An Argument for Ethical, Proactive, Archaeologist-Artifact Collector Collaboration

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An Argument for Ethical, Proactive, Archaeologist-Artifact Collector Collaboration

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American Antiquity


Pitblado, Bonnie L.

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CambridgeCore, JSTOR




Abstract: This essay addresses the contentious issue of collaboration between archaeologists and artifact collectors. I argue that in many instances, alienating members of the collecting public is not just bad practice; such alienation itself also violates the Society for American Archaeology's (SAA's) Principles of Archaeological Ethics. I make my case by first exploring the SAA's ethical code. I focus initially on “stewardship” and “commercialization,” which many cite as reasons for rejecting relationships with artifact collectors. I then discuss other SAA principles that support the perspective that archaeologists should actively reach out to citizens with private collections whenever possible. Second, I present a case study exploring what the Clovis archaeological record might look like had archaeologists rejected the overtures of a century of collectors who brought Pleistocene finds to the attention of professionals. Had practitioners accepted only those Clovis sites free of collector involvement, our understanding of Clovis lifeways would be quite different from what it is today. This essay has two messages. First, collectors can advance, and have advanced, archaeology by reaching out to archaeologists willing to reach back. Second, our own code of ethics suggests that responsibly engaging artifact collectors is not just “okay,” it is its own ethical imperative.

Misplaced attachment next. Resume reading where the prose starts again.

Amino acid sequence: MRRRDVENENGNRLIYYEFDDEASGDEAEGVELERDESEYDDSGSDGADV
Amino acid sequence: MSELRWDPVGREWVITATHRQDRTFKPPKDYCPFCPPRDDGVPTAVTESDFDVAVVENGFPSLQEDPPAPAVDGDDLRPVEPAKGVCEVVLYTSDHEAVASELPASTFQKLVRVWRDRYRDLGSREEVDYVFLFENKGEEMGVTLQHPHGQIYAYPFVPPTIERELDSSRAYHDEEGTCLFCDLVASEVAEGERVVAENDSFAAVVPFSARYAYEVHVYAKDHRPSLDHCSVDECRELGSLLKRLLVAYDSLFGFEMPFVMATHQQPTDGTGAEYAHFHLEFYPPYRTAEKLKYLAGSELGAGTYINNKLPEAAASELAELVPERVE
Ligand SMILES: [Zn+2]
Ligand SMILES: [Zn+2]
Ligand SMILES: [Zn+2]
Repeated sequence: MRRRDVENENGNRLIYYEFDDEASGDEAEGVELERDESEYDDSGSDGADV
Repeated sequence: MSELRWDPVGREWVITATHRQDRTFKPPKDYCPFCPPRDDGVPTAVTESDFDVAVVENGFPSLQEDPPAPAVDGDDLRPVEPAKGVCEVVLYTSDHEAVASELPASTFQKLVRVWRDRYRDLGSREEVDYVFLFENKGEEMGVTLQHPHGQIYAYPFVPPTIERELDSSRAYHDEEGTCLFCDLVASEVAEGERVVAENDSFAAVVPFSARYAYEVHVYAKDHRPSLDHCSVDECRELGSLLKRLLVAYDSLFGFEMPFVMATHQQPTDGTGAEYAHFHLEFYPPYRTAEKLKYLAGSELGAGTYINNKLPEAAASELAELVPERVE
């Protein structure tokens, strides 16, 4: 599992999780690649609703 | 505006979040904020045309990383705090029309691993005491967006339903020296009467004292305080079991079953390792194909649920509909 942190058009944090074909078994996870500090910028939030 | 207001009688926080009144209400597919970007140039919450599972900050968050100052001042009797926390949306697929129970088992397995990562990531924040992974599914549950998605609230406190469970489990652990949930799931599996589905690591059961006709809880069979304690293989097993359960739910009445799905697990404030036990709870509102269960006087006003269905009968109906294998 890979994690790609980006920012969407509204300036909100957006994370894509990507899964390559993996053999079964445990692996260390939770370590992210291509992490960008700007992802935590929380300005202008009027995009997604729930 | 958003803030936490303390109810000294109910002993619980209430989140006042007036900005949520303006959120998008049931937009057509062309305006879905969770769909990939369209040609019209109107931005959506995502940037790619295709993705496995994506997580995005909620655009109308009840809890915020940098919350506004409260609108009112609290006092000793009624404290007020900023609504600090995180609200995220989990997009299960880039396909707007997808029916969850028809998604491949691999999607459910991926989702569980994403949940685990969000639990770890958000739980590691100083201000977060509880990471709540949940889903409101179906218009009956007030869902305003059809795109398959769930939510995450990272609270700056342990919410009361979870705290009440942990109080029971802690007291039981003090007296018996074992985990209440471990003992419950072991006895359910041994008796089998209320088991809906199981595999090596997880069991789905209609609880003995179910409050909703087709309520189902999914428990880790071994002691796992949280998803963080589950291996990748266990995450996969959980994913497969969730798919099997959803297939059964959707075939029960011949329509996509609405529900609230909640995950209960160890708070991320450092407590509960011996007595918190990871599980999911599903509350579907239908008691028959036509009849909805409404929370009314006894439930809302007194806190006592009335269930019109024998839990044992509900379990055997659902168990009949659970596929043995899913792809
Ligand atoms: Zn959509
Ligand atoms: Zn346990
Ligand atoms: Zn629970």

Additional tags: collaboration; artifact collectors; SAA Principles of Archaeological Ethics


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